Georgia inland watersheds are susceptible to toxic algae also known as Cyanobacteria Harmful Algal Blooms (CyanoHABs) due to high summer temperatures, longer sunlight exposure, and nutrient runoff from fertilizers.(image source: Dr.Susan Wilde)
The dazzling and innocuous colors of cyanobacteria blooms don't fully reveal just how toxic they can be. Sometimes, a full scale problem may not be visually noticeable.(image source: Dr.Susan Wilde)
Contact with cyanobacteria contaminated water can cause a myriad of issues for people and other animals. Ingestion of water with high levels of cyanobacteria can lead to digestive and liver damage, skin and eye irritation, and possibly death.(image source: Dr.Susan Wilde)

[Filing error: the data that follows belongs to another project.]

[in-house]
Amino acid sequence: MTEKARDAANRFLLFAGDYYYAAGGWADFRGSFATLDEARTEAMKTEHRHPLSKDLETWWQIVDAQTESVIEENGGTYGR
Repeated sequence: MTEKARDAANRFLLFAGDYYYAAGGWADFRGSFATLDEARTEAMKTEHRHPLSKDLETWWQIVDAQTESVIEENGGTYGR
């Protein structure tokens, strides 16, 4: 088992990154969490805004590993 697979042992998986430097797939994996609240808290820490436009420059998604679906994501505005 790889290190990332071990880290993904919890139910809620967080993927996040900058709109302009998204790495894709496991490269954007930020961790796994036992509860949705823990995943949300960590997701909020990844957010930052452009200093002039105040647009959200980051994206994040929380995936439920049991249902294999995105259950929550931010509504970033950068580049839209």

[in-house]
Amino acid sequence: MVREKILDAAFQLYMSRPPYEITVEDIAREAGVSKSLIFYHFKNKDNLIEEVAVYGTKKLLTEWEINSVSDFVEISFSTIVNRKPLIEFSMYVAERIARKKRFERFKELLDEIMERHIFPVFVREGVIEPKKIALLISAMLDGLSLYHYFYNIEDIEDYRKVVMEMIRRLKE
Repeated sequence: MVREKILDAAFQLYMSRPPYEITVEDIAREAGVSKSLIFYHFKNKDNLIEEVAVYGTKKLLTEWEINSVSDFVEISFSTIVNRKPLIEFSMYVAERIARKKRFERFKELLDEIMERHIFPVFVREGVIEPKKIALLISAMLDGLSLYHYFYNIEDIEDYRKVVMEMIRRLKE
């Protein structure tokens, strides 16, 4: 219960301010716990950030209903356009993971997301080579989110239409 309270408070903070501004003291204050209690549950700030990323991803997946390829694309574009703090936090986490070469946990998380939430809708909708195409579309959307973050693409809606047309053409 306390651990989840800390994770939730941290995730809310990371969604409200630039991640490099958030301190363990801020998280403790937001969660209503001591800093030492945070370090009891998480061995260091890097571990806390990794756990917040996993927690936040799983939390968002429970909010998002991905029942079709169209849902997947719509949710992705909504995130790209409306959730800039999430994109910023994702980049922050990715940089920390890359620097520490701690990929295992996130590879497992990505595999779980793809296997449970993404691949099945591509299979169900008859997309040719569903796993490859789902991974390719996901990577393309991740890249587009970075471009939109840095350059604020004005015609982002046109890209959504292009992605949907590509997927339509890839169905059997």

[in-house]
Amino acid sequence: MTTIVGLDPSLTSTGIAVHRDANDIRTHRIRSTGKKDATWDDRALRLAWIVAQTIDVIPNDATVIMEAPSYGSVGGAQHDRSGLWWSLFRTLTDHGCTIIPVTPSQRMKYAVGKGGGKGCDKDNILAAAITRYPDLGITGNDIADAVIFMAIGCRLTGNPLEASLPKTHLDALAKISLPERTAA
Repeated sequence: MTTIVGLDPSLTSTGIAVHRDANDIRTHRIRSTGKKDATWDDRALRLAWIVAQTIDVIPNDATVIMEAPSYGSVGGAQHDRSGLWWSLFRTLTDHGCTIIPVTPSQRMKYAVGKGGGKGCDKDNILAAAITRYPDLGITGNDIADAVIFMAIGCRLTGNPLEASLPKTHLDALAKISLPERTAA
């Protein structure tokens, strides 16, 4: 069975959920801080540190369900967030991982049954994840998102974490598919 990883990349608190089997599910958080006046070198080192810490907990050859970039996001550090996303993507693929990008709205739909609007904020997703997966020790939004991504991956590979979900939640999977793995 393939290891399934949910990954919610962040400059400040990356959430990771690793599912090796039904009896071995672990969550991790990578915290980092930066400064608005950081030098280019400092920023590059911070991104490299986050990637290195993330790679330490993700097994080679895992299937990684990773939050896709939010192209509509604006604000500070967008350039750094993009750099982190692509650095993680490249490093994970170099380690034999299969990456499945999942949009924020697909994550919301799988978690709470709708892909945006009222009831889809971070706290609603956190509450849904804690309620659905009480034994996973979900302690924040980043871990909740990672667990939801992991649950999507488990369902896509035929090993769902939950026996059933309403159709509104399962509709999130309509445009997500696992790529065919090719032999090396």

Floods and extreme farm run-off can lead to an explosive growth of toxic cyanobacteria, forming a blanket of scum that prevents light to reach the plants beneath the water surface and degrading aquatic habitats coinciding with massive fish kills, bringing about both environmental and economic damage.(image source: Dr.Susan Wilde)
Targeted monitoring of these events from our deployable instrumentation is indispensable to the quality of Georgia's inland waters.(image source: OceanOptics.com)
Contribute your observations now through the platform you are most comfortable with. Whether that be Facebook, Twitter, Instagram or Email directly to us.(image source: Facebook, Instagram, Twitter)
Help monitor the onset of Harmful Algal Blooms.
Watch CyanoTRACKER video!
Watch the cyanotracker video below on how you can provide vital information during your next trip to the lake.